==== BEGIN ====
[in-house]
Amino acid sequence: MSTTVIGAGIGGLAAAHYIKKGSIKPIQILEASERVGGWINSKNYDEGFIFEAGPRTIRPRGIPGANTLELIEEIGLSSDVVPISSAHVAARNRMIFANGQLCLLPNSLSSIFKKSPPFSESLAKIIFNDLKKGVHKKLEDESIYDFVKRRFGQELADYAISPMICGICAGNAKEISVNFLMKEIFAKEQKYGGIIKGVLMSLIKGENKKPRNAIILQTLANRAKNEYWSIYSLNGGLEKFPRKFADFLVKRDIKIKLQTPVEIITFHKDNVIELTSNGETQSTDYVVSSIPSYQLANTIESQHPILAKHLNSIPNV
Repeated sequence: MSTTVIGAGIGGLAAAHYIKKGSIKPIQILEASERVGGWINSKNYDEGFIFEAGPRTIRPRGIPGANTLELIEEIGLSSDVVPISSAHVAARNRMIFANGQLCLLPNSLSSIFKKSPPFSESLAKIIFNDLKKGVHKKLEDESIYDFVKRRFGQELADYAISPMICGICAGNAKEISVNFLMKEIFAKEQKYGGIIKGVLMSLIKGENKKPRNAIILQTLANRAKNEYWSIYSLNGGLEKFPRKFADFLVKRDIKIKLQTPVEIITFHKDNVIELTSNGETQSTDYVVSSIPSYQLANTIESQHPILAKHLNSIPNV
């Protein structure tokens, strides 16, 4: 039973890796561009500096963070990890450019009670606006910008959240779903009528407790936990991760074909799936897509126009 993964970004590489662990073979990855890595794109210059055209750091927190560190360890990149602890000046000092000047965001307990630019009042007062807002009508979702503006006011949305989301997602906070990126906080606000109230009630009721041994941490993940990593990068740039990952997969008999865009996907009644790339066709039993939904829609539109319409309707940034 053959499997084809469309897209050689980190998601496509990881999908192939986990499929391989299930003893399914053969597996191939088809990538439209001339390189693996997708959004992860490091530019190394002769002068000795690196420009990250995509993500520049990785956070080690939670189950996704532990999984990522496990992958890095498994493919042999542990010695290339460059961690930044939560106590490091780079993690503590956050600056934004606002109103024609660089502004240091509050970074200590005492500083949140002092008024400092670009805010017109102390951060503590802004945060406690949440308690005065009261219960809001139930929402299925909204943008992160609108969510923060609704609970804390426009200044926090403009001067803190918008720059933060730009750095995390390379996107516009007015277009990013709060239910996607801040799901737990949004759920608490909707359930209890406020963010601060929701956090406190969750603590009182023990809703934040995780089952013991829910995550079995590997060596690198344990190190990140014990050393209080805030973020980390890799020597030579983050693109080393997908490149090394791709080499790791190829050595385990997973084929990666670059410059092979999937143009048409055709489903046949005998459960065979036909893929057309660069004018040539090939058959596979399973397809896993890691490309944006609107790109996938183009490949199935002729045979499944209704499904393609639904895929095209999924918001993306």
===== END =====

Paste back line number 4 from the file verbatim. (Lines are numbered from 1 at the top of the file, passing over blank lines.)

């Protein structure tokens, strides 16, 4: 039973890796561009500096963070990890450019009670606006910008959240779903009528407790936990991760074909799936897509126009 993964970004590489662990073979990855890595794109210059055209750091927190560190360890990149602890000046000092000047965001307990630019009042007062807002009508979702503006006011949305989301997602906070990126906080606000109230009630009721041994941490993940990593990068740039990952997969008999865009996907009644790339066709039993939904829609539109319409309707940034 053959499997084809469309897209050689980190998601496509990881999908192939986990499929391989299930003893399914053969597996191939088809990538439209001339390189693996997708959004992860490091530019190394002769002068000795690196420009990250995509993500520049990785956070080690939670189950996704532990999984990522496990992958890095498994493919042999542990010695290339460059961690930044939560106590490091780079993690503590956050600056934004606002109103024609660089502004240091509050970074200590005492500083949140002092008024400092670009805010017109102390951060503590802004945060406690949440308690005065009261219960809001139930929402299925909204943008992160609108969510923060609704609970804390426009200044926090403009001067803190918008720059933060730009750095995390390379996107516009007015277009990013709060239910996607801040799901737990949004759920608490909707359930209890406020963010601060929701956090406190969750603590009182023990809703934040995780089952013991829910995550079995590997060596690198344990190190990140014990050393209080805030973020980390890799020597030579983050693109080393997908490149090394791709080499790791190829050595385990997973084929990666670059410059092979999937143009048409055709489903046949005998459960065979036909893929057309660069004018040539090939058959596979399973397809896993890691490309944006609107790109996938183009490949199935002729045979499944209704499904393609639904895929095209999924918001993306």